Letter: Sweatshop workers

Click to follow
Sir: Reading such reports makes one aware of how widespread these practices are and prompts some disturbing questions. Is the exploitation of cheap labour in the Third World necessary to sustain the lifestyles we enjoy in the First World, and do our governments share complicity with the corporations that perpetrate these crimes?

Year after year the United Nations' Human Development Reports detail the increasing disparity between the world's rich and poor, rendering millions vulnerable to the kind of exploitation, and worse, that you describe. Are we to believe that these people continue to fall behind because they are less able than us, or is it because of the systematic operation of a world economy that can only function with a pool of cheap and expendable labour?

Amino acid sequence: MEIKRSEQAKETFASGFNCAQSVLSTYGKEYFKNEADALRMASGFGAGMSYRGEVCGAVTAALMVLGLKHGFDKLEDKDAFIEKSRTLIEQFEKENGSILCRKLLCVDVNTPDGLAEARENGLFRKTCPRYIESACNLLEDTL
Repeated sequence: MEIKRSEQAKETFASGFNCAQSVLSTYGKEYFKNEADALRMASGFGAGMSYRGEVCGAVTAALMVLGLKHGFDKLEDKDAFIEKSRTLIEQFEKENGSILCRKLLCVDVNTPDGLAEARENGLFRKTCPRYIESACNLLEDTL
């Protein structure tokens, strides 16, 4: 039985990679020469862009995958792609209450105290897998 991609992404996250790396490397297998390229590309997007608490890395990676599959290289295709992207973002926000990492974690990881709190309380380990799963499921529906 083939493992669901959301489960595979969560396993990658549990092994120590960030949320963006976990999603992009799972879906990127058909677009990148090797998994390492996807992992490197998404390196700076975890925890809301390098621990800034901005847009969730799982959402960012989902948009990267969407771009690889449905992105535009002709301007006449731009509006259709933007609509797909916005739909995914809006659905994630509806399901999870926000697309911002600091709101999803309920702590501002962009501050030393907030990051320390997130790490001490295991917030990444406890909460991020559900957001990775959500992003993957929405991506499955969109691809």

If we believe the first explanation then, aside from a few palliative measures, all that is needed is an apathetic shrug of the shoulders before setting forth on the next shopping trip.

If we accept the alternative explanation, then what is needed is nothing less than a sea change in our lifestyles and attitudes and a restructured world economy and polity that accords equal life chances to all, wherever they are born.

Perhaps a start could be made if other newspapers followed your lead and devoted rather less coverage to the "five hours of hell" endured by Diana Ross and rather more to the plight of the women employed in the factories of Saipan.